NEW YORK -- The simple law of supply and demand can be seen at work in the mutual fund industry. Amid the economic slowdown, demand has shrunk, and so has supply.
Only 46 new funds opened from January through May, according to the most recent data available from Morningstar, a Chicago-based firm that researches the industry. That's nearly a third of the 133 that opened in the first half of 2000. For all of last year, more than 400 funds started up.
This marks the first time since 1991, when the fund universe was much smaller, that the number of new funds didn't reach triple digits during the first five months of the year, according to Morningstar.
The shrinkage in the industry is also apparent in the number of funds that have closed or merged. For every fund that has debuted this year, about 12, or a total of 565, have shut down or combined with other funds, Morningstar said.
"It is always more appealing to launch a new fund in a bull market when you want to make a lot of money, or even bring in a modest amount of assets," said Peter DiTeresa, senior fund analyst at Morningstar. "It's not like when you could launch an Internet fund and be virtually guaranteed of attracting assets."
As the economy slowed and the market turned bearish, mutual fund companies have had a bigger priority than starting funds -- just holding on to money invested in their established offerings.
"There has been a greater effort in keeping assets rather than rolling out new funds," said Ramy Shaalan, a senior analyst at Wiesenberger Thomson Financial in Rockville, Md.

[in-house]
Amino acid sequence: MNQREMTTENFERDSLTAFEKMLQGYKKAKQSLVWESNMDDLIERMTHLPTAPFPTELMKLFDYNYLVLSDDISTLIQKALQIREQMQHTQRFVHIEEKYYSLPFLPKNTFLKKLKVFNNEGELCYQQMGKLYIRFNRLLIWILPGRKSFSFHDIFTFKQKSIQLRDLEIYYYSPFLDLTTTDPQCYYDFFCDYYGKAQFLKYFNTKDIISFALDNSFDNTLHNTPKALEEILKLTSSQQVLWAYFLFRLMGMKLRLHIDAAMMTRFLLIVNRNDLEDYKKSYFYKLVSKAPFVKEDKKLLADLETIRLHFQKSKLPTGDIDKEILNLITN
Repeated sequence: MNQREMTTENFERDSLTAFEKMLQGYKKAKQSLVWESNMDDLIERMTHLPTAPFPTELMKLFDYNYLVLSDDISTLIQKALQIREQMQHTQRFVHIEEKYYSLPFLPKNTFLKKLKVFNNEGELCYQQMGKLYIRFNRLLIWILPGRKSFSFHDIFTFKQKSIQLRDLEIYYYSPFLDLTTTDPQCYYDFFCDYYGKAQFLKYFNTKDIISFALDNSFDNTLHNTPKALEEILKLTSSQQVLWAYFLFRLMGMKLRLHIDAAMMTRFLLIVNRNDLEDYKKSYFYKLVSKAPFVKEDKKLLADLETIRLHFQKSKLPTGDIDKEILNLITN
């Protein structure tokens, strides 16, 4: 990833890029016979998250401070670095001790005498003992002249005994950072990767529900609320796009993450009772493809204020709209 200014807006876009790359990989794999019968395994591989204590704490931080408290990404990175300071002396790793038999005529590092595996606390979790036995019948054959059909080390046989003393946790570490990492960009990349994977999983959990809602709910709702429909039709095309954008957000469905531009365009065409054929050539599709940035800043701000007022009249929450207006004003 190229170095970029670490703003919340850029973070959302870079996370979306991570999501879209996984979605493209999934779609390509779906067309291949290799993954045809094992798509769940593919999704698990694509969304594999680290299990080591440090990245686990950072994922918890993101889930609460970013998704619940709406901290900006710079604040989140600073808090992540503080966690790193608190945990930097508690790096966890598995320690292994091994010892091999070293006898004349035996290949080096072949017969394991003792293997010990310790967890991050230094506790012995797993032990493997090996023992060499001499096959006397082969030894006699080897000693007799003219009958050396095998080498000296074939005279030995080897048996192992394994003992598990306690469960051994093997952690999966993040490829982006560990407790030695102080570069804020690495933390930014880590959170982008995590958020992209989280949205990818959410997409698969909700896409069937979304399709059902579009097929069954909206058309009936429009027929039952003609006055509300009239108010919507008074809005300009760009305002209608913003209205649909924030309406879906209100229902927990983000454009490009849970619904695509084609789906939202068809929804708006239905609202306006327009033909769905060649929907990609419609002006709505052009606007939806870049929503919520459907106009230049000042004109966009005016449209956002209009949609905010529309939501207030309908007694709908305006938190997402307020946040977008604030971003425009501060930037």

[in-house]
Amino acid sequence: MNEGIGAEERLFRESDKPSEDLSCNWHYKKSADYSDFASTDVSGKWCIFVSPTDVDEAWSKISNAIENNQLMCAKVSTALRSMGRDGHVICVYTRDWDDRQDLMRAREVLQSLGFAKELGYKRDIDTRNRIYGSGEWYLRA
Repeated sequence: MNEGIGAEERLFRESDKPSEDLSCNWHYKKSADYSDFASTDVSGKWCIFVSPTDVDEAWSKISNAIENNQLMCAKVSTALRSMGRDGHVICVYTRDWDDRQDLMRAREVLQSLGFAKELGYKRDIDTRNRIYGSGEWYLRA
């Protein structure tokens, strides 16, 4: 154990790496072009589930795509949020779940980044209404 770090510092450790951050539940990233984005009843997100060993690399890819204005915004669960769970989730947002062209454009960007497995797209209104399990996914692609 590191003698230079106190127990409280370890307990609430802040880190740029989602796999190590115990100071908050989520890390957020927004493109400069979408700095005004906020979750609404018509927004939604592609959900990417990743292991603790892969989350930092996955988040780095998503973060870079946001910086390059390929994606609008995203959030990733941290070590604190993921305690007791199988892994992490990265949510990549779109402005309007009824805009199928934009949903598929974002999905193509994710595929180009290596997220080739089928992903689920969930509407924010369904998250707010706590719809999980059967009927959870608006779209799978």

Investors needn't worry about a lack of choices among mutual funds, because there are about 8,300 in operation. But if they're inclined to buy into a new fund, investment experts advise caution.
"The past is rich with lessons about the hazards of investing in new funds," Eric Tyson, author of "Mutual Funds for Dummies," said, referring to the hundreds of Internet and tech funds that started in the late 1990s, soared mightily and then crashed.
In establishing hot sector-specific funds, such as Internet or technology, Tyson said fund companies are trying to time the market -- a practice that individual investors are repeatedly warned against. By the time a sector becomes popular and its stellar returns are noticed, it's usually time for investors to get out, not in, Tyson said.
"The greatest risk with new funds is that fund companies will bring out new funds at precisely the time the public interest and fascination with a particular style of investing is in vogue," he said.
"Eighteen or 20 months ago, tech and Internet stocks were zooming to the moon and everybody wanted a piece of the action. A lot of investors got severely burned putting their money into those funds."
By picking new funds, investors might also be violating another fundamental investing rule, the one that calls for diversification, Tyson said.
Investors have long been warned about putting too much money in one place -- whether it's the stock market or bond market or any number of sectors from real estate to technology. It's the investment world's version of the warning against putting all your eggs in one basket.
The battered tech sector is the most recent reminder of the virtues of diversification and not trying to time the market.
Not surprisingly, tech funds, which on average dropped 30 percent last year, are still suffering, according to Lipper Inc., a New York firm that tracks the mutual fund industry. Tech mutual funds accounted for 15 of this year's 25 weakest funds to date, with negative returns for the year ranging from 65.4 percent to 47.3 percent, Lipper said.
The five weakest have varying growth-oriented strategies, which often means a heavier concentration in riskier tech stocks.
This year's new funds fall across a variety of sectors and investment styles, evidence that there's no real leader in the market. However, analysts expect future funds to focus on safer sectors and strategies, including energy and utility funds and value funds.
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